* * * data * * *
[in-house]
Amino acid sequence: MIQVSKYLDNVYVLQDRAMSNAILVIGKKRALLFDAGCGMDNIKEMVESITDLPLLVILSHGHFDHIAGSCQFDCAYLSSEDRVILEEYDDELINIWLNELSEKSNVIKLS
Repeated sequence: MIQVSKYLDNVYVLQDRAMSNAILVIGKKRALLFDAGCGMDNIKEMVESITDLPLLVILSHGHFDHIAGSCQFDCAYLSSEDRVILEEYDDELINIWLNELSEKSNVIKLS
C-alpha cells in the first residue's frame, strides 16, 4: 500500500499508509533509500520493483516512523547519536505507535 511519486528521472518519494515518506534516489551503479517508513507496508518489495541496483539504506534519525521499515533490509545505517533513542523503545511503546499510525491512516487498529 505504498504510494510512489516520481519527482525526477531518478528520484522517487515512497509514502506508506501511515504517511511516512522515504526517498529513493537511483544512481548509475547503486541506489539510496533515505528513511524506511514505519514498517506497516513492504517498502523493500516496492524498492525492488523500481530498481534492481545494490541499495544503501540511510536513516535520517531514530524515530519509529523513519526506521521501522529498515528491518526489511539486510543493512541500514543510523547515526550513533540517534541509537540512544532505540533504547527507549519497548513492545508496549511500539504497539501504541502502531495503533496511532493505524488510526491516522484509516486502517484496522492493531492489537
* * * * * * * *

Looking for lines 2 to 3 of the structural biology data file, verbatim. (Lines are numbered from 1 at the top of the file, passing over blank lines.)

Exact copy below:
Amino acid sequence: MIQVSKYLDNVYVLQDRAMSNAILVIGKKRALLFDAGCGMDNIKEMVESITDLPLLVILSHGHFDHIAGSCQFDCAYLSSEDRVILEEYDDELINIWLNELSEKSNVIKLS
Repeated sequence: MIQVSKYLDNVYVLQDRAMSNAILVIGKKRALLFDAGCGMDNIKEMVESITDLPLLVILSHGHFDHIAGSCQFDCAYLSSEDRVILEEYDDELINIWLNELSEKSNVIKLS